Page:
While it's broadly a quiet week ahead on the data front, Wednesday is one of the most important days on the UK economic calendar as Philip Hammond, Britain's new chancellor of the exchequer, delivers his first Budget speech.
The Autumn Budget, which was formerly known as simply the Autumn Statement, will set out the economic path of the new Theresa May-led Conservative government.
Chancellor Hammond's Budget debut
Amid all the growth and borrowing projections are likely to be a couple crowd pleasers. It's widely believed the chancellor will be aiming to win over younger voters by lowering stamp duty for first time buyers and new rules on student loans and tuition fees.
Look out for the market moving announcements, however. Any boost to the Help to Buy housing scheme could lift London-listed housebuilders, while any significant changes to borrowing forecasts will likely have an impact on Gilt yields.
More generally, savers and investors are expected to be targeted to pay for the giveaways.
US durable goods orders
With the UK Budget out of the way, Wednesday is also quite a big day for US data, with durable goods orders for October expected to dip.
In September, orders rose by a robust 2.2% and the data set is striving to recover some air of calm after an unusually large aircraft order during the summer skewed the data in the following months.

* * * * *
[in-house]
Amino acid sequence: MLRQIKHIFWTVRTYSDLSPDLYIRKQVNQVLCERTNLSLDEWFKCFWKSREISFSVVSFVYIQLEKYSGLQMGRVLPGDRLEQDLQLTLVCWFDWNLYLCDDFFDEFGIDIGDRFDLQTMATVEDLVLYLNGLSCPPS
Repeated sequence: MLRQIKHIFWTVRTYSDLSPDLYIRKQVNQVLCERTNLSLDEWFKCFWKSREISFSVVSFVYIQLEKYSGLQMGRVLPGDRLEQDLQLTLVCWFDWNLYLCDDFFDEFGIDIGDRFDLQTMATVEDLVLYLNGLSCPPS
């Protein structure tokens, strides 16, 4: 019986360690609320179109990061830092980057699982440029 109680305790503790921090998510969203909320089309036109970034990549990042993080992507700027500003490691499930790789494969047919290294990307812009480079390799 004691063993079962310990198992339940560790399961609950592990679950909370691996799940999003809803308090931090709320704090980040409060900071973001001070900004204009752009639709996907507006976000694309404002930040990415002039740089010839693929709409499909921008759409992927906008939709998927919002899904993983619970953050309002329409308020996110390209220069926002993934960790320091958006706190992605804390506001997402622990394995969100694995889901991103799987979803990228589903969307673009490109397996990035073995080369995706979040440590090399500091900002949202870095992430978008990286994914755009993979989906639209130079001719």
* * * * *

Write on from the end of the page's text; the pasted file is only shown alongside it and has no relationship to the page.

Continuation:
Analysts expect the October durable goods orders to rise by 0.5%, but this is a volatile data series and few trends can be gleaned from a single month's numbers.
US Federal Reserve open market committee meeting minutes
Investors will be watching for any mention or hint of another rate hike at the final Federal Reserve open market committee (FOMC) meeting of the year in the minutes of the October/November meeting, published on Wednesday evening.
The FOMC kept rates unchanged at 1.25% at this meeting, but noted strong growth, a robust labour market and inflation - although weaker than its 2% target - is seen returning to target in the coming months.
Most analysts believe the minutes will reflect expectations of a December rate hike - so watch for more hawkish rhetoric on growth, labour and inflation, which should buoy the dollar.